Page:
India to bolster carbon trading market with stabilisation fund

Stabilisation fund said to make carbon credits attractive

Updated - December 21, 2022 09:07 pm IST

Published - December 21, 2022 09:00 pm IST - NEW DELHI

FILE PHOTO: A boy examines a pigeon on a rooftop near a coal-fired power plant in New Delhi.

FILE PHOTO: A boy examines a pigeon on a rooftop near a coal-fired power plant in New Delhi. | Photo Credit: Reuters

India is planning a stabilisation fund to keep prices of credits in its planned carbon market above a certain threshold, ensuring that they remain attractive for investors and that the market succeeds in cutting emissions, two government sources said.

Money in the fund would be used by a market regulator to buy carbon credits if prices fell too low, one of the officials said.

Consistent investor interest in credits and a floor under the price would be needed because sharp falls in the market could discourage industries from reducing carbon dioxide emissions, that official added.

Planning envisages the market becoming fully operational in 2026, covering 37% of the country's emissions, according to slides, seen by Reuters, that the Power Ministry has shown to stakeholders. The sources said the government intended to publish the market's rules soon.

Details would be announced next year, said a third person, Samrat Sengupta, vice-president for new businesses and market strategy at carbon offsetter EKI Energy Ltd, which has been briefed by the government.

In creating a carbon market, a country sets a limit on emissions and then allocates a corresponding quantity of tradable permits, or credits, to emitters. The quantity reduces over time. If a company wants to emit more, it can buy more credits at the market price, but it will also consider whether constraining or even cutting its emissions might more profitable.

The source said the federal government would set up the stabilisation fund. Exactly how it would work and where the money would come from was still under discussion.

The second source said the World Bank had shown interest in financing the carbon market if a stabilisation mechanism were created. The bank extended an $8 million grant to India in 2016/17.

"The World Bank continues to remain committed to support India in developing a carbon trading market and other instruments to help scale up financing for key climate transitions," it said in an email to Reuters.

India's Power Ministry did not respond to a request from Reuters for comment.

The plans for creating a stabilisation fund and funding details have not been reported previously. The officials spoke on condition of anonymity.

Beginning in 2008, prices of carbon credits in other countries slumped heavily, because of that year's economic crisis and because governments had issued too many of them.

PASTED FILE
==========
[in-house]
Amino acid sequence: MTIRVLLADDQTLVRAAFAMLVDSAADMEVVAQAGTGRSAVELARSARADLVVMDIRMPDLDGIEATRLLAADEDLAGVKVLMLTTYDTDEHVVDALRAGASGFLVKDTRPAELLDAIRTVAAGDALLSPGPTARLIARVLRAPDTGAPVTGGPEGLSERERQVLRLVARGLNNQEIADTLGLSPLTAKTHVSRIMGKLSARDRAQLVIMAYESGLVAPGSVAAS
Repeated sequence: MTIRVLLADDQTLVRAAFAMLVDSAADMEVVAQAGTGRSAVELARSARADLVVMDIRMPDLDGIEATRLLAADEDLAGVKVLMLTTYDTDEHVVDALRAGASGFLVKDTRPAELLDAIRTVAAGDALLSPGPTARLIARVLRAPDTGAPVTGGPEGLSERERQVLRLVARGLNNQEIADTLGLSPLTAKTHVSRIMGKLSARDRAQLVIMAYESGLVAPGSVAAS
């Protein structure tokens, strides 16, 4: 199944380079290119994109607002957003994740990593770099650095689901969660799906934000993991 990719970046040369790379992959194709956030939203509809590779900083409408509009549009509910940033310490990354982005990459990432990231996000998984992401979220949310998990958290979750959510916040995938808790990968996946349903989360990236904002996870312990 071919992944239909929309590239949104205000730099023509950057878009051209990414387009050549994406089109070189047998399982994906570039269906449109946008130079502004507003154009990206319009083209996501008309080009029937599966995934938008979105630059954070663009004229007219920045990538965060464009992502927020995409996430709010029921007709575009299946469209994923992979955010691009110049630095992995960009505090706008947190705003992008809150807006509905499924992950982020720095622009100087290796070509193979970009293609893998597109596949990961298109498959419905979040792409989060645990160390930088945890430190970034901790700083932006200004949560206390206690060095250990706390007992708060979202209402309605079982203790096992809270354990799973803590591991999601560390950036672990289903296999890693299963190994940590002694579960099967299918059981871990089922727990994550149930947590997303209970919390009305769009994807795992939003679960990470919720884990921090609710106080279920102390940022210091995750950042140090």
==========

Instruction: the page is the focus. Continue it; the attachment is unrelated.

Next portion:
In the European Union, a credit worth 1 tonne of carbon dioxide traded at just 5 euros in 2012, down from around 30 euros in 2008, so cutting emissions was not very rewarding. But creation of a market stability reserve in 2019, among other measures, has seen the price rise to between 75 and 95 euros per tonne.

Market landscape

The Indian market would cover emissions of carbon dioxide and also five other greenhouse gases valued in terms of their carbon dioxide equivalence, the sources said.

Power Minister R.K. Singh said last week the Central Electricity Regulatory Commission would probably be the market regulator.

In a part of the planned market to be called the compliance market, participation would be obligatory for entities in a dozen sectors, such as oil refining, steel, aluminium and cement, the sources said. Another part, the voluntary market, would be open to other entities.

India already has a market for trading certificates in above-target energy savings. Entities in 13 sectors must participate.

Green energy companies formed a group in October to mediate between the government and industry. They included Adani Green, owned by billionaire Gautam Adani, Hero Future Energies, Ayana Renewable Power and global private equity major KKR's Virescent Infra.

The targets for reducing each sector's emissions will be set by committees of the environment, power and renewable energy ministries, the two officials said.

India's carbon market is being set up in two phases, according to the government's presentation slides. In the first phase, between 2023 and 2025, the existing energy-savings certificates will be converted to carbon credits.

The government was still considering whether the new market would subsume one in which certificates for renewable energy generation are traded, the two officials said.

India has committed to cutting its ratio of greenhouse emissions to gross domestic product by 2030 to 45% of its 2005 level and to net zero by 2070.

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